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Over a barrel about a pet monkey

For Elyse Gazewitz, Armani was like any other baby, right down to his daily bottle, red stroller, Huggies diapers — except for a hole cut out for his tail — and Desitin for the occasional diaper rash.
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For Elyse Gazewitz, Armani was like any other baby, right down to his daily bottle, red stroller, Huggies diapers — except for a hole cut out for his tail — and Desitin for the occasional diaper rash.

The four-pound, 18-inch capuchin monkey, who Gazewitz said is 1 year old, loved the tire swings, toys and small hammock in his $4,000 room, which she had built onto her Rockville home. They enjoyed their morning routine: filing their nails, dressing -- the monkey wore OshKosh B'Gosh and other infant brands -- and watching the "Today" show. When she left the room, Gazewitz said, Armani would scream, curl into a ball and clutch his favorite stuffed dog until she returned.

"He loved me," says Elyse Gazewitz of her monkey, Armani. He often played in this $4,000 addition she built onto her home in Rockville.

"He just couldn't stand being away from me," Gazewitz, 42, said yesterday, breaking into tears. "He loved me."

Now, Armani is in the custody of the Montgomery County Division of Animal Control and Humane Treatment, suspected of being an illegal resident under Maryland's wild animal law. Animal control officers seized him last week and cited Gazewitz with six civil violations. Two citations dealt with Armani's status and what animal control officers say was Gazewitz's interference when they came to her home to take him away. She was also accused of failing to supply proof that she had licensed and properly vaccinated her two dogs. Gazewitz said she was handcuffed and taken to the Wheaton police station for an hour before being released.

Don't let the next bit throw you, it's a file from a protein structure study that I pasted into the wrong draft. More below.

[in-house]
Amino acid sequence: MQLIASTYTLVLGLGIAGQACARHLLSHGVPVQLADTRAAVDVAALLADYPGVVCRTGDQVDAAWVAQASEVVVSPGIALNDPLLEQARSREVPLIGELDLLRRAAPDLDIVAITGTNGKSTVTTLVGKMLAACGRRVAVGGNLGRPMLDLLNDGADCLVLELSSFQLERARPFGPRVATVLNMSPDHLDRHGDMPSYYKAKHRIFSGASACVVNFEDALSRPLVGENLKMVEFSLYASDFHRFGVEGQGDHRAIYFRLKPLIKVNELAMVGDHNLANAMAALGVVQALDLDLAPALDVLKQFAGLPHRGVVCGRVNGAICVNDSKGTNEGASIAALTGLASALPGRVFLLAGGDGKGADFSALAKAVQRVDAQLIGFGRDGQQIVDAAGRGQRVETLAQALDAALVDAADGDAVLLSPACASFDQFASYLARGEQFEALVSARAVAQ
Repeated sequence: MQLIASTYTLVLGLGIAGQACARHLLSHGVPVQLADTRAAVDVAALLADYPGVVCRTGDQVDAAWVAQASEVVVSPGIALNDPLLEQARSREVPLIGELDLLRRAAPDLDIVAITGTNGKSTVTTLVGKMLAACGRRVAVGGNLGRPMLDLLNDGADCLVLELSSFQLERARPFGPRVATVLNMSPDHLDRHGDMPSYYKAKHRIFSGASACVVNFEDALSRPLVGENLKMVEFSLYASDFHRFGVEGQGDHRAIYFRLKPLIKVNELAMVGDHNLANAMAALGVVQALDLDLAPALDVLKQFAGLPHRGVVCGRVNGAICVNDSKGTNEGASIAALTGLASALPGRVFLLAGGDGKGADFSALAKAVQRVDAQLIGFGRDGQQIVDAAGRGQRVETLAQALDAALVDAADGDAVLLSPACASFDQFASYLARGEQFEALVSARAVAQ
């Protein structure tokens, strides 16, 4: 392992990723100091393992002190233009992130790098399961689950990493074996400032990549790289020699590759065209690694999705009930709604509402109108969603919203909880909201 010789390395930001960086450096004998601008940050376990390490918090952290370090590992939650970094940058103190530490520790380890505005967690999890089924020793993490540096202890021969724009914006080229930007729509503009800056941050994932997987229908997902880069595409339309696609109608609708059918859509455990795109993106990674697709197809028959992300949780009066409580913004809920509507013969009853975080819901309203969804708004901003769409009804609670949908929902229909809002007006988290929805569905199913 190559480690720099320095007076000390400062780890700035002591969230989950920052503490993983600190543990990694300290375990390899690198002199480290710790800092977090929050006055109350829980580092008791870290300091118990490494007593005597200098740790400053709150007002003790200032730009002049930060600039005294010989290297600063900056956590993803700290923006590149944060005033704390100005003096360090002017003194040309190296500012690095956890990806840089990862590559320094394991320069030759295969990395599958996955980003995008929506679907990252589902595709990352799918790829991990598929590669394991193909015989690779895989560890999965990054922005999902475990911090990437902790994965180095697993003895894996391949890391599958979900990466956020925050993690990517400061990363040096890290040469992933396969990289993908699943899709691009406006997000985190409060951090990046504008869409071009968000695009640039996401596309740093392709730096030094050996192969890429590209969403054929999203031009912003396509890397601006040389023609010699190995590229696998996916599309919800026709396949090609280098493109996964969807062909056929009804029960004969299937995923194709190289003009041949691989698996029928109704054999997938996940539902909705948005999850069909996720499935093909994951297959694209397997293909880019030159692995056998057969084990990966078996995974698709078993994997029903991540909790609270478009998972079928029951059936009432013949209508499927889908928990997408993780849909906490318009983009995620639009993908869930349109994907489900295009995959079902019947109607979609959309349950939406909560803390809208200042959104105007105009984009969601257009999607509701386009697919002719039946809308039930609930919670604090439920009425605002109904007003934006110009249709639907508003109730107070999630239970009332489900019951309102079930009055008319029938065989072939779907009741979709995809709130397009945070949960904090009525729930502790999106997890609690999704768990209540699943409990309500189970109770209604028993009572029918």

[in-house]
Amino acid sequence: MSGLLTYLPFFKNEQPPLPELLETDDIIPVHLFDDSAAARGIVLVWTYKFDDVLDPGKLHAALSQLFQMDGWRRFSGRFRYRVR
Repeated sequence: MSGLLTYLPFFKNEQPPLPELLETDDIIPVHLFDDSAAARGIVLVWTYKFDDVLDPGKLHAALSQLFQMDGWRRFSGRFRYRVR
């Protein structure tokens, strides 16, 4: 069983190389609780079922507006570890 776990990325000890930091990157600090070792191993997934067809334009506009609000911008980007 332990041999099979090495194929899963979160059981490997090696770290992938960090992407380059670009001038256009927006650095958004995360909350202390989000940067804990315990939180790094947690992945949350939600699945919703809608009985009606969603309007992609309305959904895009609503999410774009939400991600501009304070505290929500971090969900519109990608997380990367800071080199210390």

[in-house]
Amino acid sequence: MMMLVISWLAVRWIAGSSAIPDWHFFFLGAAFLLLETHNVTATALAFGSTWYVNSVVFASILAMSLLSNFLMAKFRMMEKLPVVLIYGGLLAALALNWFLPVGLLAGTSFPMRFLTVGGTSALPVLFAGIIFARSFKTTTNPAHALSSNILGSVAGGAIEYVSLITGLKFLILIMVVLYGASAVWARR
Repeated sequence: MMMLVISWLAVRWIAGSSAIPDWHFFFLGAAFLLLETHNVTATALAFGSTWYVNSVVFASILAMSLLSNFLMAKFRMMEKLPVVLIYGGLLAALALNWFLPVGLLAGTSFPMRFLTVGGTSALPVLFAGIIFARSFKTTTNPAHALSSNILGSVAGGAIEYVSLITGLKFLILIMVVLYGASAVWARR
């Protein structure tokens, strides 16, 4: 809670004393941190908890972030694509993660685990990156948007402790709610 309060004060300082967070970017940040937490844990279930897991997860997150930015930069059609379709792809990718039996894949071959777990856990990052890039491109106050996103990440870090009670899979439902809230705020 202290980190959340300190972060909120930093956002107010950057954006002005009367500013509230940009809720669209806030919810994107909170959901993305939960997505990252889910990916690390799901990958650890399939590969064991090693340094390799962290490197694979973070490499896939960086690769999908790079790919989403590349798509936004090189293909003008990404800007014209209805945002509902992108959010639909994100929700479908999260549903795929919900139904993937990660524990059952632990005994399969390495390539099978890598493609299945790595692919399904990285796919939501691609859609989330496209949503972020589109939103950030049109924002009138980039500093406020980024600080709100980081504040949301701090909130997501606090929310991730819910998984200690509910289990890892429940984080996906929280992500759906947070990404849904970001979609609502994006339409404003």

Gazewitz's attorney said her client has appealed the $1,800 in fines and will pay $1,344 more today to ensure that she maintains ownership of Armani -- and that he will not be euthanized -- while the appeal is pending. She must pay the $1,344 to cover boarding costs at a Thurmont zoo, which is standard in Maryland, said her attorney, Anne Benaroya.

"There is no issue of neglect or abuse," Benaroya said of the citations. "It's simply possession of a monkey."

Montgomery's animal control division is part of the police department. Police spokeswoman Blanca Kling said the division's leader, Capt. Harold Allen, declined to comment because it is "an ongoing investigation."

Kling supplied 12 pages of county and state laws about dangerous animals and threats to public health. A state law that took effect Oct. 1 forbids anyone from importing, selling, breeding or having a "nonhuman primate," including monkeys. The law also prohibits skunks, raccoons, bears, alligators, certain poisonous snakes and non-domestic cats and dogs.

In an interview last week, WRC-TV quoted Allen as saying the law grandfathered in those animals owned before May 31, 2006. "We have documentation that shows that [Armani] wasn't even born until December 2006," he added.

Gazewitz, a dog groomer, said that that's wrong and that she has the paperwork to prove it. She said she bought Armani from a Florida breeder for $6,500 shortly after his birth May 9, 2006. She declined to specify the purchase date but said it was before the deadline.

She said the trouble started early last week, when she called a Cecil County animal sanctuary to chat about foods monkeys like to eat. She said that she had never spoken before to the woman who answered the phone and that they discussed carrots, nuts and Armani's newfound taste for coconut. She said officers told her that the woman reported her, alleging that Armani was "frail and in need of a vet."

Since Armani was seized, Gazewitz said, she has not been allowed to see him, and she has had trouble eating. She worries about the toll the separation will take on her monkey. He had grown so comfortable in her home, she said, even helping himself to the TV remote control.

"He watched everything I did," she said. "Monkeys learn from their mothers."